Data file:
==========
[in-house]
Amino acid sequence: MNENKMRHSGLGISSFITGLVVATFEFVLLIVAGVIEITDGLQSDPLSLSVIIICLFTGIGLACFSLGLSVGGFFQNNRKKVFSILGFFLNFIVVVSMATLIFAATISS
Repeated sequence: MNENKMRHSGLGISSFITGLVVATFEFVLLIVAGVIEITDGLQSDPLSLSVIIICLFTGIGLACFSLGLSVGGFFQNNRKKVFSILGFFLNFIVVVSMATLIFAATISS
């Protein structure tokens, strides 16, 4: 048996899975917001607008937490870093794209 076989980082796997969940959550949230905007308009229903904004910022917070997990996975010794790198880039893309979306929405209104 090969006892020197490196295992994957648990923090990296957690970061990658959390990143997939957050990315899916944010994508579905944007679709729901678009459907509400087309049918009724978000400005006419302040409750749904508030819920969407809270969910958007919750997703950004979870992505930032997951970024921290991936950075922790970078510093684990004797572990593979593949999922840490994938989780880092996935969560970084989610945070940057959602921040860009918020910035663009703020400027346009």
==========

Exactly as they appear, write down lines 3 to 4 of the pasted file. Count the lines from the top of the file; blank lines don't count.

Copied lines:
Repeated sequence: MNENKMRHSGLGISSFITGLVVATFEFVLLIVAGVIEITDGLQSDPLSLSVIIICLFTGIGLACFSLGLSVGGFFQNNRKKVFSILGFFLNFIVVVSMATLIFAATISS
């Protein structure tokens, strides 16, 4: 048996899975917001607008937490870093794209 076989980082796997969940959550949230905007308009229903904004910022917070997990996975010794790198880039893309979306929405209104 090969006892020197490196295992994957648990923090990296957690970061990658959390990143997939957050990315899916944010994508579905944007679709729901678009459907509400087309049918009724978000400005006419302040409750749904508030819920969407809270969910958007919750997703950004979870992505930032997951970024921290991936950075922790970078510093684990004797572990593979593949999922840490994938989780880092996935969560970084989610945070940057959602921040860009918020910035663009703020400027346009």